After the colt was sent to John Sadler it didn’t take the trainer long to see the same things Mayberry saw. Through periodic reports from the barn, Mayberry knew he was capable of doing something very special in his debut, as did Kosta Hronis.

Before Flightline’s much-anticipated first race on April 24 Hronis was focused on getting his undefeated Santa Anita Derby winner Rock Your World to the Kentucky Derby. But in one of our texts, he threw this in from left field” “I’ve got one in the barn that is unbelievable.”

Terry Finley recalled, “After John Sadler’s assistant Juan Leyva who had been a jockey, jogged this horse for the first time, he took a video of him and sent it to his wife, who is a horsewoman herself. When she watched the video and heard her husband talk about the horse she started crying. Juan told her, ‘This is the best horse I’ve ever sat on and will ever sit on.’ And this was just jogging him. So you can say it was very early that this horse had the markings of greatness.”

Farish corroborated that story. “When he got to Sadler it was Juan who first got excited. He sent the video to his wife and she got very emotional watching it. When John first worked him we got a call from him saying, ‘Look, I don’t know how good this horse is, but I can tell you he is really good.’”

Mayberry said she was expecting an amazing performance in his debut, which he won by 13 ¼ lengths in 1:08 3/5. “It was the presence he gave off every time you were around him; you just know,” she said. “I wasn’t surprised by his victory. I was waiting so long to see him run and knew he had that in him if he was the horse I thought he was. I had so much confidence in him.”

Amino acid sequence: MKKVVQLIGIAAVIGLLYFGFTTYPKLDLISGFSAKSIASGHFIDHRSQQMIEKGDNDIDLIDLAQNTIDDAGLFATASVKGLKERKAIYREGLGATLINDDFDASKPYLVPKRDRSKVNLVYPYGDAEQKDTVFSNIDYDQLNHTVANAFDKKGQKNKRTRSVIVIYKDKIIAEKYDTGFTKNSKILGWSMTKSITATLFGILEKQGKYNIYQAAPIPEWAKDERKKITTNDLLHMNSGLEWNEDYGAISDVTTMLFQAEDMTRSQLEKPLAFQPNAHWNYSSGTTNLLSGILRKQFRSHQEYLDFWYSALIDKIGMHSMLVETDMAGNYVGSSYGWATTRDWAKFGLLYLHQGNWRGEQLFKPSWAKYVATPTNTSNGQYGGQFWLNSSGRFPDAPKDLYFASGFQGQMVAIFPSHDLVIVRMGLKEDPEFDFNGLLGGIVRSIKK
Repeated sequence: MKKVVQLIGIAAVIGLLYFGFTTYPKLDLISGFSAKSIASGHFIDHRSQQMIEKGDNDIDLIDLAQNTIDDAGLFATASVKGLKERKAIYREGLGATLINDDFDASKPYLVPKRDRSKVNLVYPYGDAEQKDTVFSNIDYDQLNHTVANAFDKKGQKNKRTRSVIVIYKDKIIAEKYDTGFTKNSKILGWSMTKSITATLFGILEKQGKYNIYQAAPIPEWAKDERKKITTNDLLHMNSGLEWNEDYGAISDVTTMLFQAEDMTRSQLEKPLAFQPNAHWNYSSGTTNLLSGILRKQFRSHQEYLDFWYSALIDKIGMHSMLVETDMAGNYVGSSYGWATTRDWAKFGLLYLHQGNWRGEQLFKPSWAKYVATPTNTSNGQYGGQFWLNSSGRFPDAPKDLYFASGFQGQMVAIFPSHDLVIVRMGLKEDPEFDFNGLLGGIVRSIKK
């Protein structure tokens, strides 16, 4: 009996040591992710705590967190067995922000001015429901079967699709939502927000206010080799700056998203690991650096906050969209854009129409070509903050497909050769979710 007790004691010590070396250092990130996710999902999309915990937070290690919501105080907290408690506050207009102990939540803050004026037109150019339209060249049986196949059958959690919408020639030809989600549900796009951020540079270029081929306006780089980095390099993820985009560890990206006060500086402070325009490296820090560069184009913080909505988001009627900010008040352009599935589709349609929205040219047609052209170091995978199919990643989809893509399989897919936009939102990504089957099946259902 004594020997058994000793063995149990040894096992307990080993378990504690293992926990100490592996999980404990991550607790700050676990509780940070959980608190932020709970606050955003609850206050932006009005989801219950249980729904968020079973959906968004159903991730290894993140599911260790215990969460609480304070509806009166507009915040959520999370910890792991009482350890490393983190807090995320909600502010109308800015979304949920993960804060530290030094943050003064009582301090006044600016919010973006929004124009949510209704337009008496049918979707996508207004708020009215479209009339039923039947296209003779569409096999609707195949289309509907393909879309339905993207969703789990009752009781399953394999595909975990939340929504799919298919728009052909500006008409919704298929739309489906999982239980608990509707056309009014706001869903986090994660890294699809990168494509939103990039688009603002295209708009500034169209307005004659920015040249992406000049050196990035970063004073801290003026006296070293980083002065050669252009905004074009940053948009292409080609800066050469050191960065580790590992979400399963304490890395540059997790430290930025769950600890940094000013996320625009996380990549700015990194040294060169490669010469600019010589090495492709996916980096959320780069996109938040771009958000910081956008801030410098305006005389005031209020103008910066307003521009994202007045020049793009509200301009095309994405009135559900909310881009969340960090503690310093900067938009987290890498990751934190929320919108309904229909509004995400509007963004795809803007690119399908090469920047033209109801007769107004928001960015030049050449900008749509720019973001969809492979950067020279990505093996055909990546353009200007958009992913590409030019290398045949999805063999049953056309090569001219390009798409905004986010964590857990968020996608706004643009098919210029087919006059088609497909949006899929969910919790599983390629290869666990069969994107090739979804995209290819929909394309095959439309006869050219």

Hronis texted me after his debut: “It’s only one race, but Flightline is the best horse I have seen in my 12 years as an owner. He just floats over the ground. We knew early on he was something special that no one had ever seen before.”

After the colt started rattling off one jaw-dropping performance after another, Hronis recalled his mindset throughout, “After seeing him work long before his debut I thought, ‘Wow!’ this colt is different. John knew after he got him from April. It’s impossible to predict this type of horse at a yearling sale. You may be getting a great looking horse with fantastic bloodlines, but do you have a racehorse? It’s never a sure thing. We realize we are very blessed to have him and have our family experience such brilliance. He’s a horse of a lifetime.”

He was also a horse of a lifetime for jockey Flavien Prat, who left Saratoga on Friday to ride the colt on Saturday and was back at Saratoga on Sunday.  Before getting aboard one of his mounts on Sunday he was still all smiles from what had transpired the day before. It had been a hectic three days, but Prat said,”I’ll sleep well tonight.”